Harvard researchers are launching an initiative at school districts in Massachusetts and three other states in an effort to help close the achievement gap among students, the university announced on Tuesday.
The multi-year initiative from the Harvard Graduate School of Education, called By All Means: Redesigning Education to Restore Opportunity, is “aimed at developing comprehensive child well-being and education systems that help eliminate the link between children’s socioeconomic status and achievement,” the graduate school said in a statement.
Participating cities are Salem, Somerville, and Newton in Massachusetts, along with Providence, Oakland, Calif., and Louisville, according to the statement.
The graduate school’s Education Redesign Lab will run the project. The lab’s founding director is Paul Reville, former Massachusetts Secretary of Education.
“Schools alone, as currently conceived, can’t do the job of educating all children for success,” Reville said in the statement. “We can do better. By All Means will help light the way.”
The cities selected for the initiative were chosen for their “distinguished record and a broad conception of their roles in ensuring children’s success,” the school said.
Mayors of each city will work with the Harvard lab to create “Children’s Cabinets” that include superintendents, health and social service officials, cultural and arts activists, and other stakeholders, according to the university.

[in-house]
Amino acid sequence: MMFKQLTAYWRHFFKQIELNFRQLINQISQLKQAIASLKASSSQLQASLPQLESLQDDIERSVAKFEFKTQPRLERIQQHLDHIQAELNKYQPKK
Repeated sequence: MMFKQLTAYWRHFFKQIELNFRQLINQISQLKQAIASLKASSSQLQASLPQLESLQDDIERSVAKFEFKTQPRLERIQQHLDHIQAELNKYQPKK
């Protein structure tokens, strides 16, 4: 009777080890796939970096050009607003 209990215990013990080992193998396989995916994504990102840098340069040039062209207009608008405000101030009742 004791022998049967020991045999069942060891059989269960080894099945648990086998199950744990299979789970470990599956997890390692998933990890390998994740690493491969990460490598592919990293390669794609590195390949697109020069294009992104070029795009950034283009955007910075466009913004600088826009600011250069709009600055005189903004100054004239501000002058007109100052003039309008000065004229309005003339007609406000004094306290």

The cabinets “will brainstorm and design new, effective strategies – aimed at closing persistent achievement and opportunity gaps — for meeting all children’s needs in their communities,” the graduate school said.
The Harvard lab will document the most effective strategies so they can be implemented widely, according to the release.
Harvard President Drew Faust also praised the initiative.
“The By All Means project is a perfect example of the ways that Harvard University can advance our understanding of the mechanisms that perpetuate the lack of educational opportunity for too many children in poverty, and the ways in which we can begin to confront this inequality through thoughtful policy and collaborative action,” Faust said in a statement.
While Newton is among the wealthiest communities in Massachusetts, it also participates in the METCO program, which allows students in under-served areas to enroll in higher performing school districts.
Newton’s METCO program is the largest in the state, maintaining a targeted enrollment of 415 students in grades K-12, according to the Newton Public Schools website.
James Ryan, dean of the Harvard Graduate School of Education, also voiced optimism about the By All Means program on Tuesday.
“Addressing the persistent inequality in educational access and opportunity will take a comprehensive, strategic, and evidence-based approach, and I’m thrilled that Paul Reville is taking a leadership role in this work,” Ryan said in a statement.Travis Andersen can be reached at email@example.com. Follow him on Twitter @TAGlobe.